3

When a process performs an operation to a file, the Linux kernel performs the check in the following order: Discretionary Access Control (DAC) or user dictated access control. This includes both classic UNIX style permission checks and POSIX Access Control Lists (ACL). Classical UNIX checks compare the current process UID and GID versus the UID and GID of ...


3

(I assume you're working on Linux, the workings of ACLs differ between unix variants.) cp doesn't do anything special when you copy the file; it creates the file with the mode of the original file, masked by the mask of the directory. Since cp doesn't do anything to the file's mask, the mask ends up being the intersection of the directory mask (rwx) and the ...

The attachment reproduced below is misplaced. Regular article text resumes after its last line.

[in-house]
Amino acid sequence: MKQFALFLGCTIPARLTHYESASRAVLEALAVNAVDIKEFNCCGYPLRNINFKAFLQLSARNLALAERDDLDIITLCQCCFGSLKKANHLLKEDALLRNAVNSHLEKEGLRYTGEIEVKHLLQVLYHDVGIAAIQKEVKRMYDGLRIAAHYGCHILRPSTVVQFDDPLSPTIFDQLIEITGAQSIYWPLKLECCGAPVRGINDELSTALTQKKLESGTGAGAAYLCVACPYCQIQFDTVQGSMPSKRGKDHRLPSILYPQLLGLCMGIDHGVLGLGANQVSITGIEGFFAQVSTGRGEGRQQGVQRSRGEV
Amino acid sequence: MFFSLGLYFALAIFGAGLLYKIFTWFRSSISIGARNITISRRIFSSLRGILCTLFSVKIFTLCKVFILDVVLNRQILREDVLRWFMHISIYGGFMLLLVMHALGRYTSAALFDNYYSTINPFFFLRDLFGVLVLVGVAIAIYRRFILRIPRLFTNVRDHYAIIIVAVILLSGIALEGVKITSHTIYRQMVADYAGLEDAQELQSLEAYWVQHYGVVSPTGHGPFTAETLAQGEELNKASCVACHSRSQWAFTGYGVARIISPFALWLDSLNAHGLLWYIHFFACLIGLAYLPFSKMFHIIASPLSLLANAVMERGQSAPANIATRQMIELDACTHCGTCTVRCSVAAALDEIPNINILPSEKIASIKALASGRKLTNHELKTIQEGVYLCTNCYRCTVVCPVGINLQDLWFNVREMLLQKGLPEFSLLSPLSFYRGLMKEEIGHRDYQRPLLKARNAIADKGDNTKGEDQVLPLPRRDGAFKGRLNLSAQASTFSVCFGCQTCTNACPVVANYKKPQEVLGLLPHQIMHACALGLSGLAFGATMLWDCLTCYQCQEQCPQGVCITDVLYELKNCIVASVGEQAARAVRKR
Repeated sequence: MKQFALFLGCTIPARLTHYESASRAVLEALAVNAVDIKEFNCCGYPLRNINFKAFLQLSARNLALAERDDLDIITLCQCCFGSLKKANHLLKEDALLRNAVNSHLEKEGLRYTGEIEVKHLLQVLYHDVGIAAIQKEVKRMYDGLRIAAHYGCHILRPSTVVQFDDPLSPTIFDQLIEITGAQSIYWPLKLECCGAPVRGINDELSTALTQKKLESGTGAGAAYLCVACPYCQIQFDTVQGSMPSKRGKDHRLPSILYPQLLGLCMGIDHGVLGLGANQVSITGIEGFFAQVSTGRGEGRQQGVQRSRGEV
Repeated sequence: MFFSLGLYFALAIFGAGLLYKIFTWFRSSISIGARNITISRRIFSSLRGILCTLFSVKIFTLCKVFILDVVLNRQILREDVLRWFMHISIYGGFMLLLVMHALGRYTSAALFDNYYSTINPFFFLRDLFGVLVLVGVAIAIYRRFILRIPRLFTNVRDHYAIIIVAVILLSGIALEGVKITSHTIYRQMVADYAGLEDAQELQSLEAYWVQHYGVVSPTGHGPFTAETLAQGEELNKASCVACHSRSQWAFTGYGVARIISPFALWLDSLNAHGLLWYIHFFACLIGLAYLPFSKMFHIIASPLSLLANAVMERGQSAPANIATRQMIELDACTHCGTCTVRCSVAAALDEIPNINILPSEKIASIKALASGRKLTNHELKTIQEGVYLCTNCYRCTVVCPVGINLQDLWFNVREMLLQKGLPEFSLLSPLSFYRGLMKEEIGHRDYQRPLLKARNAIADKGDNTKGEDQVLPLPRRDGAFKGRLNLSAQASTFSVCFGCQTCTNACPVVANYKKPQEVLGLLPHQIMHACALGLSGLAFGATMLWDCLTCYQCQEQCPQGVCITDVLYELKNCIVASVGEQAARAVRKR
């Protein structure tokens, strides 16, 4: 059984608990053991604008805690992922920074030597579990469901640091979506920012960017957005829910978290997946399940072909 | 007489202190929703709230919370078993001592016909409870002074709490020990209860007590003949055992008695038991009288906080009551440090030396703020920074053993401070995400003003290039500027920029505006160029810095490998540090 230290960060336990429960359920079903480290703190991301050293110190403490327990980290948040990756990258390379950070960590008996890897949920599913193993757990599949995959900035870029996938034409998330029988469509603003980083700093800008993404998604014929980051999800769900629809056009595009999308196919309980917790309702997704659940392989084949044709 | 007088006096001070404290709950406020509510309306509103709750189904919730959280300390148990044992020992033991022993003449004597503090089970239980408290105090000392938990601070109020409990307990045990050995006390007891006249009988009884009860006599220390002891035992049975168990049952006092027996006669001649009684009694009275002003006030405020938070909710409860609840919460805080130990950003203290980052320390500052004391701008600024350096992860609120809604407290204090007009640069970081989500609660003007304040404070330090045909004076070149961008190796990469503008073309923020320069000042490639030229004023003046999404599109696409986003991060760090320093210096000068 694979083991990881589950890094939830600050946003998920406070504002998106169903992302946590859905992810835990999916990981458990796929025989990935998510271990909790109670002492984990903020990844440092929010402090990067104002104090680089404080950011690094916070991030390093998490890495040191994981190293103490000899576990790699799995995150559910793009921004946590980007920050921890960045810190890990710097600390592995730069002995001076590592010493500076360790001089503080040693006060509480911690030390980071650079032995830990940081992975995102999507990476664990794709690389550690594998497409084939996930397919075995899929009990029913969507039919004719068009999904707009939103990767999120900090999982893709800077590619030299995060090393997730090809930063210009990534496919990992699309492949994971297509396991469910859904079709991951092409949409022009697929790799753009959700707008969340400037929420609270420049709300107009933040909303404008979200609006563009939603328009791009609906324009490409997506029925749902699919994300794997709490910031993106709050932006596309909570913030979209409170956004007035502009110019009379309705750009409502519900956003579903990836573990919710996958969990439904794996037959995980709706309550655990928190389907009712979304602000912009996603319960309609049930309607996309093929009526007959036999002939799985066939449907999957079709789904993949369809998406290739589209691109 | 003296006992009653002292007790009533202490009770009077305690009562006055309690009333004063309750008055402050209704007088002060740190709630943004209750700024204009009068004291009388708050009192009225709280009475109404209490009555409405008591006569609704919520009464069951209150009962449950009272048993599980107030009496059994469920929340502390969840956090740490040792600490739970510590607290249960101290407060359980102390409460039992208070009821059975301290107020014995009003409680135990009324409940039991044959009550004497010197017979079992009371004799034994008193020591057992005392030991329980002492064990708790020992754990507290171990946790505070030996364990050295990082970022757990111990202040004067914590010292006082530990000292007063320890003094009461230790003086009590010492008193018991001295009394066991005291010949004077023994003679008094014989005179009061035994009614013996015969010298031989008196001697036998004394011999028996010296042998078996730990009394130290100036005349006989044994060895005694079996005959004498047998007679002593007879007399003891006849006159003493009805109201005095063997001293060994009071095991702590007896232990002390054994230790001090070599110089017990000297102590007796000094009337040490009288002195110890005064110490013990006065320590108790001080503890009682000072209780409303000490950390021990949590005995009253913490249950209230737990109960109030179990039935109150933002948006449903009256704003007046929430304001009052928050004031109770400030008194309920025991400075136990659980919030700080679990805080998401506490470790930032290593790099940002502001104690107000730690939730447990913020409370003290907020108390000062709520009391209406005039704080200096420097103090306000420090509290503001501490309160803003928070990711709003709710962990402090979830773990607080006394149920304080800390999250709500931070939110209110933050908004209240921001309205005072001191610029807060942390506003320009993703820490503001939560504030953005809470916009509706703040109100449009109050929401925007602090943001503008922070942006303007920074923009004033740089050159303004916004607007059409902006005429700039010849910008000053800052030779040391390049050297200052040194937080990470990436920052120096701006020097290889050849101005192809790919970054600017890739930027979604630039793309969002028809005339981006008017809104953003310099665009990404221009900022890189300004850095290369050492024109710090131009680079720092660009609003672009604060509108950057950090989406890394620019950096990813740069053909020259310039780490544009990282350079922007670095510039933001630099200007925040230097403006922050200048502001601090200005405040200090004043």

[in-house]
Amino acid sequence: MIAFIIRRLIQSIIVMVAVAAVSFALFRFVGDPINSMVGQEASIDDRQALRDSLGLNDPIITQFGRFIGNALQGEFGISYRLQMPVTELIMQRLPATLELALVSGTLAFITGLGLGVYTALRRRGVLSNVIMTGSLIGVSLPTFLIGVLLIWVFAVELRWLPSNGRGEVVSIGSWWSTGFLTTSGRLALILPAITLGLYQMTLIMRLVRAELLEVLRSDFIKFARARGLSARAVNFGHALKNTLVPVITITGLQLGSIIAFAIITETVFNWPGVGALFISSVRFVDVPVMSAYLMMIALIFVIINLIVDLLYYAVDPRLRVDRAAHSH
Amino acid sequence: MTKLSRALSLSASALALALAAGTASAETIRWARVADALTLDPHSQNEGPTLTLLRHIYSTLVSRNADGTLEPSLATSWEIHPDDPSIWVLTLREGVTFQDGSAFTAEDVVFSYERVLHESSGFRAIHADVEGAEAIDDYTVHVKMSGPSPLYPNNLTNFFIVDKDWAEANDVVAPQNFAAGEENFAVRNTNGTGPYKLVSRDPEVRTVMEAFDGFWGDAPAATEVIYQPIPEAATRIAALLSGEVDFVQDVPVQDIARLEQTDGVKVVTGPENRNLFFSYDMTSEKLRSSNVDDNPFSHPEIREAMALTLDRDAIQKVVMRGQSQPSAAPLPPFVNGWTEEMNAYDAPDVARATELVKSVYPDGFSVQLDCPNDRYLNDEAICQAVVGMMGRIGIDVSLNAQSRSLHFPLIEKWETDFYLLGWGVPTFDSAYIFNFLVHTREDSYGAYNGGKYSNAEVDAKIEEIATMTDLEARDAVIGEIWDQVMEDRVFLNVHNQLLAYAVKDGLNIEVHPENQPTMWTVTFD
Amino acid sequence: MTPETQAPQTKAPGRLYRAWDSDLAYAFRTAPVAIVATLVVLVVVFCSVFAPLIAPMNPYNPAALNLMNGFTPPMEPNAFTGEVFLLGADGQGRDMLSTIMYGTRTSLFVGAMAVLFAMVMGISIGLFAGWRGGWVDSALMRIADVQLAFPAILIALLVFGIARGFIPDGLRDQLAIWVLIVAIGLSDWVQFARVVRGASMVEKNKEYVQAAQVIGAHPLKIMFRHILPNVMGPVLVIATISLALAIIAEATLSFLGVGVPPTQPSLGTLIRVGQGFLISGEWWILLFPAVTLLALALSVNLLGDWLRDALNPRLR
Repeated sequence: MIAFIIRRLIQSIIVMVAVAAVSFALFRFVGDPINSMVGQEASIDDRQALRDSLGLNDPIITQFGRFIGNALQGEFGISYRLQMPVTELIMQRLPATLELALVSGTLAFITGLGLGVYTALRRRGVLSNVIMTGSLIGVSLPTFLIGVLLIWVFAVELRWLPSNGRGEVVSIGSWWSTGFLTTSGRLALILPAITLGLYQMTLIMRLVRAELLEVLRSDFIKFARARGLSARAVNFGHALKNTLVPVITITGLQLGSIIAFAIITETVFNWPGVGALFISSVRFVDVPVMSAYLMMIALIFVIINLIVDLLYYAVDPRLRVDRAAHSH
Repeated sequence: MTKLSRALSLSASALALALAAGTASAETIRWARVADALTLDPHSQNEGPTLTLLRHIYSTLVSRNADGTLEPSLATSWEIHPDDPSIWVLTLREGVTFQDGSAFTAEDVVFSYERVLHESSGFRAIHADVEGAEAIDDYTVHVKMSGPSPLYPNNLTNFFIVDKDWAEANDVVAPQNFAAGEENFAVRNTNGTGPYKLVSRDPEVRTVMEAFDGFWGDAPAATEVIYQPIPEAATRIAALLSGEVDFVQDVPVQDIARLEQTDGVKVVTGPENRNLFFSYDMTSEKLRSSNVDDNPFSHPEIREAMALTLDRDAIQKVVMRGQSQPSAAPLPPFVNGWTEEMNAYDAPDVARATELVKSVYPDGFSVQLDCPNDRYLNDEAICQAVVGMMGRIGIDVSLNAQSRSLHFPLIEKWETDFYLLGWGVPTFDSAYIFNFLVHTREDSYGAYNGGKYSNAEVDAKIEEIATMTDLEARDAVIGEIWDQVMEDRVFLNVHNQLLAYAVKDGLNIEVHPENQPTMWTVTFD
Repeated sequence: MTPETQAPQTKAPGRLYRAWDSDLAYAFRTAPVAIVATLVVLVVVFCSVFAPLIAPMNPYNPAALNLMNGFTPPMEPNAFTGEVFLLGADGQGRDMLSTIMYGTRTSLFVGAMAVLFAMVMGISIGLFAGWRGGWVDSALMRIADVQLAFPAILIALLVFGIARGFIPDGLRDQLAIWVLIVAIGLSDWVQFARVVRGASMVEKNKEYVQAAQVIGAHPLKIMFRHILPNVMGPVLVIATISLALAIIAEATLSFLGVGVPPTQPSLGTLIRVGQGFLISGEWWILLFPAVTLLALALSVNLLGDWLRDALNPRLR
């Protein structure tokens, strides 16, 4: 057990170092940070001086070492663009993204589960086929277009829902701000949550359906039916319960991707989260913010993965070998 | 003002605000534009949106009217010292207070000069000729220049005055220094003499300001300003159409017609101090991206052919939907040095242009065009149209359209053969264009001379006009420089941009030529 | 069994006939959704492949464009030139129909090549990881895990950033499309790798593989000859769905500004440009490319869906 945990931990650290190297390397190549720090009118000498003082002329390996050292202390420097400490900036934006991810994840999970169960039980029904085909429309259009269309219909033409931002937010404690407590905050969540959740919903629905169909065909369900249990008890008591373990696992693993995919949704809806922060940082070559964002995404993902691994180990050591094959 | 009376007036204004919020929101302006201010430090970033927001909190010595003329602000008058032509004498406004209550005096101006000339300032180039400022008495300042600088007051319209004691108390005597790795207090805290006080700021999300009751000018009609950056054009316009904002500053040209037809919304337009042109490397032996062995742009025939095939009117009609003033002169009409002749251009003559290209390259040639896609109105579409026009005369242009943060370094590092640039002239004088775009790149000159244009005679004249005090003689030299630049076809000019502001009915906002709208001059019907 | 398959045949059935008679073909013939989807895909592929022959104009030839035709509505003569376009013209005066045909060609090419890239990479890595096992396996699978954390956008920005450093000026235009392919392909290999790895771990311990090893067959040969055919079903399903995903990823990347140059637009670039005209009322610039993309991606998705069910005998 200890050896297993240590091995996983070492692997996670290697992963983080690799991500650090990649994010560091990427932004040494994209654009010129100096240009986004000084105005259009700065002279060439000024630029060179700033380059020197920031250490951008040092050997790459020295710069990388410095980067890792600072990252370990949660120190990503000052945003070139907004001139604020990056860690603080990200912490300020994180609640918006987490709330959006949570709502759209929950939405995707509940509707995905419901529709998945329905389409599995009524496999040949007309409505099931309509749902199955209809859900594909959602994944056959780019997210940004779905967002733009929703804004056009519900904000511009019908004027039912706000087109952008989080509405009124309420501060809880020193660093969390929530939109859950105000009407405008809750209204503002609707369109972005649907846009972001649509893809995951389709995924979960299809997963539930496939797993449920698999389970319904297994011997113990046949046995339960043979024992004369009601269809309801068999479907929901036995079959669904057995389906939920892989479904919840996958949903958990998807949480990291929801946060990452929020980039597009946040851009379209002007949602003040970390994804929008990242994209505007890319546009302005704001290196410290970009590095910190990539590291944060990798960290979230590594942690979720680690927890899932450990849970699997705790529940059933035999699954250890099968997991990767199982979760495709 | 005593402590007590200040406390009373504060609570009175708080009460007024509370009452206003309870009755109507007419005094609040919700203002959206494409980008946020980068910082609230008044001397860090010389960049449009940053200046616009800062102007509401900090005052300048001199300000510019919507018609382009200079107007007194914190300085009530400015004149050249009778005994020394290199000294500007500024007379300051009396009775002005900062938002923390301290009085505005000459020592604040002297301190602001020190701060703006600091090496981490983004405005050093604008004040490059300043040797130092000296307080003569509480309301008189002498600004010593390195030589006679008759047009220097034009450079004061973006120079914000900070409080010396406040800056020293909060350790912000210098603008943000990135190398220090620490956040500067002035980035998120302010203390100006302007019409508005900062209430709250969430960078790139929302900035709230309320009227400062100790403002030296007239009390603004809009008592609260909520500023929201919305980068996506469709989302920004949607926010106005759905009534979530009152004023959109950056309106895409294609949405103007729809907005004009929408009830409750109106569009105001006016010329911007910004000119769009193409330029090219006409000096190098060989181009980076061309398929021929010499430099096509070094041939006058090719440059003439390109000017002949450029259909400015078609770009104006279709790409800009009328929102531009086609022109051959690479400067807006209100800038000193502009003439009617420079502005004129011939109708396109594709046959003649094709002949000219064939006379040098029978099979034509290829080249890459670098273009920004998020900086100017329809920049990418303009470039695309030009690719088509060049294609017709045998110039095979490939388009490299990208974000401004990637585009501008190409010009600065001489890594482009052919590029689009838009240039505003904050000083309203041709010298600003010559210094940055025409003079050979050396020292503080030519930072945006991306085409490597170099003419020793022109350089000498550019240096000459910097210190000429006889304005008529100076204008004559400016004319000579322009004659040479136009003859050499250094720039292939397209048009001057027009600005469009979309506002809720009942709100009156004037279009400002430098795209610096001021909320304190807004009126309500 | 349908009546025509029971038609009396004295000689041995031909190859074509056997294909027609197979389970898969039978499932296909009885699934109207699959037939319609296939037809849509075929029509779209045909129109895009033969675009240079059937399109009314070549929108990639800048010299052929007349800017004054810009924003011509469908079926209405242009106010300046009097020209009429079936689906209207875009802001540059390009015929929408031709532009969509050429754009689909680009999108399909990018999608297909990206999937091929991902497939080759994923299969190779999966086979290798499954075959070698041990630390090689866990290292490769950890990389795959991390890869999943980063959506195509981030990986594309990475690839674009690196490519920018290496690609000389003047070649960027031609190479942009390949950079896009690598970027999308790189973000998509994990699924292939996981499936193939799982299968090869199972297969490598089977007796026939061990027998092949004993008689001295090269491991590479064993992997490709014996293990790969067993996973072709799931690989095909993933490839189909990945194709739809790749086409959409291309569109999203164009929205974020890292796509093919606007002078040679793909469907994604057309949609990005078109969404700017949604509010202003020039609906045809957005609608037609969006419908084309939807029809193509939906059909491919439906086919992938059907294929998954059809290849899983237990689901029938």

3

From Debian Wiki: Since version 2.4.23-3 the configuration of OpenLDAP has been changed to /etc/ldap/slapd.d by default. So, OpenLDAP allow to configure itself dynamically through 'cn=config' tree. You can list DN in cn=config and see something like this: sudo ldapsearch -Y EXTERNAL -H ldapi:/// -b cn=config dn ... # {1}hdb, config dn: ...


3

Procedure is very similar to procedure of changing password that I described in another question. There are also two ways. 1) Editing config file. You need to find config file of your backend. Each ACL is defined as value of olcAccess attribute. Syntax of ACL is identical as in "normal" slapd.conf file, but at the beginning of each ACL you must insert ...


3

If you've quoted your command accurately as: find /opt/path -exec setacl -d user:myUser{} ';' you are missing a crucial space: find /opt/path -exec setacl -d user:myUser {} ';' The former invokes undefined (or maybe implementation-defined) behaviour from find; it might or might not expand the file name when the {} is not in an argument on its own. But ...